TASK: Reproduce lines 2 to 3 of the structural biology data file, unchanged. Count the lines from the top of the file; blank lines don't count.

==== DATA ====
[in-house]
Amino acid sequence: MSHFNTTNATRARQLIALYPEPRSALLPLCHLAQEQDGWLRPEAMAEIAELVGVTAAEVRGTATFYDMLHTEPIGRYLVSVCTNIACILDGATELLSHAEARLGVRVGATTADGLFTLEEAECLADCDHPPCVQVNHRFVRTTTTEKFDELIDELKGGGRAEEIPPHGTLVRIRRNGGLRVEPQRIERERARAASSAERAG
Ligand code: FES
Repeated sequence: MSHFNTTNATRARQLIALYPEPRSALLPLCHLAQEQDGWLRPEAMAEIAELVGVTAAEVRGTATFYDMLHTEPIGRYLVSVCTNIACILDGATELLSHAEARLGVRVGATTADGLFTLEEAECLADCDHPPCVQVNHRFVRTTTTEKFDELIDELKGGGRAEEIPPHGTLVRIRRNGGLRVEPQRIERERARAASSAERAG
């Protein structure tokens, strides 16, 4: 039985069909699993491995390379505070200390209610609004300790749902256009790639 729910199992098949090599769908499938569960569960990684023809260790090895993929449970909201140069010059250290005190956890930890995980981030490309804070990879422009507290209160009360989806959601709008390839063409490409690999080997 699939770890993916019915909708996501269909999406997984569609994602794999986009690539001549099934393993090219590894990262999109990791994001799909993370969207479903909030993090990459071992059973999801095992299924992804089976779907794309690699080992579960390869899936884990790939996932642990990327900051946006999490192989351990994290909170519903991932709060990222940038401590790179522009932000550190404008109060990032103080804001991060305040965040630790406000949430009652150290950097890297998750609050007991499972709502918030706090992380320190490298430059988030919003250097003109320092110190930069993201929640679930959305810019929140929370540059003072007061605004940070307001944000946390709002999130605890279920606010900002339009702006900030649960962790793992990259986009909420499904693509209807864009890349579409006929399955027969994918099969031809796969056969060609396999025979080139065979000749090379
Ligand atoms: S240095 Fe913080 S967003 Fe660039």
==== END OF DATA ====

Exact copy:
Amino acid sequence: MSHFNTTNATRARQLIALYPEPRSALLPLCHLAQEQDGWLRPEAMAEIAELVGVTAAEVRGTATFYDMLHTEPIGRYLVSVCTNIACILDGATELLSHAEARLGVRVGATTADGLFTLEEAECLADCDHPPCVQVNHRFVRTTTTEKFDELIDELKGGGRAEEIPPHGTLVRIRRNGGLRVEPQRIERERARAASSAERAG
Ligand code: FES